Others died in villages further downstream, as well as on the opposite side of the reservoir to the landslide, where another huge wave swept up the hillside.

It is estimated that more than half those killed were never found, their bodies buried too deep to be recovered under the vast mud plain that the water left behind.  Others were carried for miles along the Piave River, some possibly into the Adriatic.

The collapse of the mountain filled in almost  half of the reservoir in minutes
The collapse of the mountain filled in almost
half of the reservoir in minutes
A cemetery exists at Fortogna, which commemor- ates all those known to have died, although the headstones - identical blocks of marble in uniform rows - do not necessarily correspond with the remains buried immediately underneath. In many cases there are no remains at all.  To the dismay of relatives, flowers and personal memorials are not permitted to be left.

In the immediate aftermath of the disaster, the Italian government and the two authorities involved with the construction of the dam - the Adriatic Energy Corporation (Societa Adriatica di Elettrica) and, at a later stage, the National Entity for Electricity (Ente nazionale per l'energia elettrica) - attributed the catastrophe to natural causes. Journalists who suggested otherwise were accused of "undermining public order".

Later, however, it emerged that many warnings about the instability of the site chosen had been ignored and the project had been allowed to continue despite a number of landslides over a period of four years before the disaster.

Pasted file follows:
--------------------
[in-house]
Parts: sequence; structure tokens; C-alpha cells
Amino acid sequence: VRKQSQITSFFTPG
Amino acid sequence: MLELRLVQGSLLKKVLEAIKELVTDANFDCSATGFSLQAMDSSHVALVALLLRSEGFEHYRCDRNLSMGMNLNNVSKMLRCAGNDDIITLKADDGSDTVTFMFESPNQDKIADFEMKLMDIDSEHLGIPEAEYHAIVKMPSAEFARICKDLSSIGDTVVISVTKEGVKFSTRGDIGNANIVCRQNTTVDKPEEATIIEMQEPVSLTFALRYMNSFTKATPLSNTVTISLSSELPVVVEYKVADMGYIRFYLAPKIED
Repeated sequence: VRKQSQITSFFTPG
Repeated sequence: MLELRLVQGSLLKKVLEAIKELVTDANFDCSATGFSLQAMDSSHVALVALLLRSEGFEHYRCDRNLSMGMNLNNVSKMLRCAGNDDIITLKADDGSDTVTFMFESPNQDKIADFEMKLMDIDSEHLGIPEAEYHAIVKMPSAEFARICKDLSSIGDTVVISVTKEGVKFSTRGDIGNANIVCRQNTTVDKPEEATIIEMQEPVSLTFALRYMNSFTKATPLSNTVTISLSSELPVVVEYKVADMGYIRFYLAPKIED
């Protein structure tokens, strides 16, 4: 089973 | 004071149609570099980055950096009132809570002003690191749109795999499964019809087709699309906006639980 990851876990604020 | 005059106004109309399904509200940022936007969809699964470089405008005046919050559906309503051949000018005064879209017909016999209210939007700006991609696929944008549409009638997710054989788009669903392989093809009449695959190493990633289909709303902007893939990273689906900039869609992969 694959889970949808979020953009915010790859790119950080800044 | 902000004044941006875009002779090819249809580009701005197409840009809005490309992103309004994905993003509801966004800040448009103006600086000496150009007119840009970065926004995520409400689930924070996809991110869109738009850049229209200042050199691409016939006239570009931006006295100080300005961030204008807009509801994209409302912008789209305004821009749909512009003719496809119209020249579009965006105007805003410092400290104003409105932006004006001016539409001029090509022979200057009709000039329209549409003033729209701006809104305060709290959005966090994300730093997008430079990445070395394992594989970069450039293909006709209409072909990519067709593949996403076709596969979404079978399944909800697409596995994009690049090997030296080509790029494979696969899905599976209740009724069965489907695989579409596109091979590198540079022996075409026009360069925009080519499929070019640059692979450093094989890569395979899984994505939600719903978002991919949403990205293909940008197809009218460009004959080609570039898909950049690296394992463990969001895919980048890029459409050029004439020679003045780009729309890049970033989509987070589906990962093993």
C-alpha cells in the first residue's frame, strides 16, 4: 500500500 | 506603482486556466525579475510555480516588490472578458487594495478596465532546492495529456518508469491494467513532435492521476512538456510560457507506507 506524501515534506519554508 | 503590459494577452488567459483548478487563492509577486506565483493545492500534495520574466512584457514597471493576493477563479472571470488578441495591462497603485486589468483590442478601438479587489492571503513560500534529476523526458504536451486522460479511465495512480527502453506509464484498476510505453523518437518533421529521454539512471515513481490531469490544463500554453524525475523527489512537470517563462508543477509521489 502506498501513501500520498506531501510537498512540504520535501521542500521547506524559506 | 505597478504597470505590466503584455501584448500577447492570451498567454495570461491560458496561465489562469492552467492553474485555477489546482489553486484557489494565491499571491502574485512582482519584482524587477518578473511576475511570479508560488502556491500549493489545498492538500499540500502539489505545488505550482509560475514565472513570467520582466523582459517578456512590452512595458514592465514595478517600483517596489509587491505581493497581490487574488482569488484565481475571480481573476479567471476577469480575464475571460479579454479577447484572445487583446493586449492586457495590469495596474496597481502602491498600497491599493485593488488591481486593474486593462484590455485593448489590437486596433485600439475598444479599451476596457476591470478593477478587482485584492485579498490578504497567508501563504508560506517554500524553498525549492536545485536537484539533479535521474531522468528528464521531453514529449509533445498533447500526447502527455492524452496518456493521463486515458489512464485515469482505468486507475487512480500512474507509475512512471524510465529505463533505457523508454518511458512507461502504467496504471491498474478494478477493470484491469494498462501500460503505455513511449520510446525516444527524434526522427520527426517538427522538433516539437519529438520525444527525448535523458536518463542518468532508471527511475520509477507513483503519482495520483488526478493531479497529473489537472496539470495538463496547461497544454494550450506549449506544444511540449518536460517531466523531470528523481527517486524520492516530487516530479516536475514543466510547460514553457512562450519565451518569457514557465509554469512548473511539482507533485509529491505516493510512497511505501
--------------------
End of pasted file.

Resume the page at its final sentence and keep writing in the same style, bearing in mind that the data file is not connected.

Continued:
A number of engineers eventually went on trial and some were convicted of negligence but the sentences handed out were seen by many as too lenient.  The government was urged to sue the Adriatic Energy Corporation for compensation but in the end decided against it.

Among events held to commemorate the 50th anniversary of the disaster in 2013, a stage of the Giro d'Italia cycle race finished in the municipality of Erto e Casso on the northern side of the reservoir, with the next stage starting in Longarone.

Longarone was completely rebuilt as a modern village
Longarone was completely rebuilt as a modern village
Travel tip:

Nowadays, the largely undamaged Vajont Dam - itself a triumph of engineering, at 262m (860ft) the tallest in the world at the time of construction - is open to the public and a small memorial chapel has been built.  The rebuilt village of Longarone contains a memorial church designed by one of Italy's most influential 20th century architects, Giovanni Michelucci.

Travel tip:

The most important city in the upper Piave valley, situated about 30km south of Longarone, is Belluno, a former Alpine Town of the Year, where there has been a settlement of some kind since around 220BC.  Subsequently it passed into the hands of the Romans.  The sarcophagus of Caius Flavius Hosilius and his wife Domitia can be found in the church of Santo Stefano, which was built on the site of a Roman cemetery.

Home





No comments:

Post a Comment